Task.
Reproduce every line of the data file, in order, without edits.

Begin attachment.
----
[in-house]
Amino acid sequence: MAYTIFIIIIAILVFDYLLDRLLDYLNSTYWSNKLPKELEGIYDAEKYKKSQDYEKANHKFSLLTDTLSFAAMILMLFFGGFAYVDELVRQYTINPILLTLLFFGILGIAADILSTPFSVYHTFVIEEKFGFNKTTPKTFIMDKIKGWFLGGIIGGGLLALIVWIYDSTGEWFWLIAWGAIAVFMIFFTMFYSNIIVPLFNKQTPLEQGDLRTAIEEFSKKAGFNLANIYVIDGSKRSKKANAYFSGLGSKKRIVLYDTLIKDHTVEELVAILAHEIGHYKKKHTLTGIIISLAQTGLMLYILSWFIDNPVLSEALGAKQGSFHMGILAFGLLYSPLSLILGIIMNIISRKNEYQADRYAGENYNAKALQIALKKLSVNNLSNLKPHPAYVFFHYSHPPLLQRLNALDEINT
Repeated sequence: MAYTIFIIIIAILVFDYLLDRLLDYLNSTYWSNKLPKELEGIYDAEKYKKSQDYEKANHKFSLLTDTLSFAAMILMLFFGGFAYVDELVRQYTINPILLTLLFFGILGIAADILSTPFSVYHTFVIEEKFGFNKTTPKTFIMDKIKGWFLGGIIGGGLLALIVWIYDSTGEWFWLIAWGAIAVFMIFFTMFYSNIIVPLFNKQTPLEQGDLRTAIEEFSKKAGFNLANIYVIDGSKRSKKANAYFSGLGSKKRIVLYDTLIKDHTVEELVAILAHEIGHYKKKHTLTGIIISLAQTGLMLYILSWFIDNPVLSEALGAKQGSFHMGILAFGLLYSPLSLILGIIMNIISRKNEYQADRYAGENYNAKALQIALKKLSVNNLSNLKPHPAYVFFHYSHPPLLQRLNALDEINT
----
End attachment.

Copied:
[in-house]
Amino acid sequence: MAYTIFIIIIAILVFDYLLDRLLDYLNSTYWSNKLPKELEGIYDAEKYKKSQDYEKANHKFSLLTDTLSFAAMILMLFFGGFAYVDELVRQYTINPILLTLLFFGILGIAADILSTPFSVYHTFVIEEKFGFNKTTPKTFIMDKIKGWFLGGIIGGGLLALIVWIYDSTGEWFWLIAWGAIAVFMIFFTMFYSNIIVPLFNKQTPLEQGDLRTAIEEFSKKAGFNLANIYVIDGSKRSKKANAYFSGLGSKKRIVLYDTLIKDHTVEELVAILAHEIGHYKKKHTLTGIIISLAQTGLMLYILSWFIDNPVLSEALGAKQGSFHMGILAFGLLYSPLSLILGIIMNIISRKNEYQADRYAGENYNAKALQIALKKLSVNNLSNLKPHPAYVFFHYSHPPLLQRLNALDEINT
Repeated sequence: MAYTIFIIIIAILVFDYLLDRLLDYLNSTYWSNKLPKELEGIYDAEKYKKSQDYEKANHKFSLLTDTLSFAAMILMLFFGGFAYVDELVRQYTINPILLTLLFFGILGIAADILSTPFSVYHTFVIEEKFGFNKTTPKTFIMDKIKGWFLGGIIGGGLLALIVWIYDSTGEWFWLIAWGAIAVFMIFFTMFYSNIIVPLFNKQTPLEQGDLRTAIEEFSKKAGFNLANIYVIDGSKRSKKANAYFSGLGSKKRIVLYDTLIKDHTVEELVAILAHEIGHYKKKHTLTGIIISLAQTGLMLYILSWFIDNPVLSEALGAKQGSFHMGILAFGLLYSPLSLILGIIMNIISRKNEYQADRYAGENYNAKALQIALKKLSVNNLSNLKPHPAYVFFHYSHPPLLQRLNALDEINT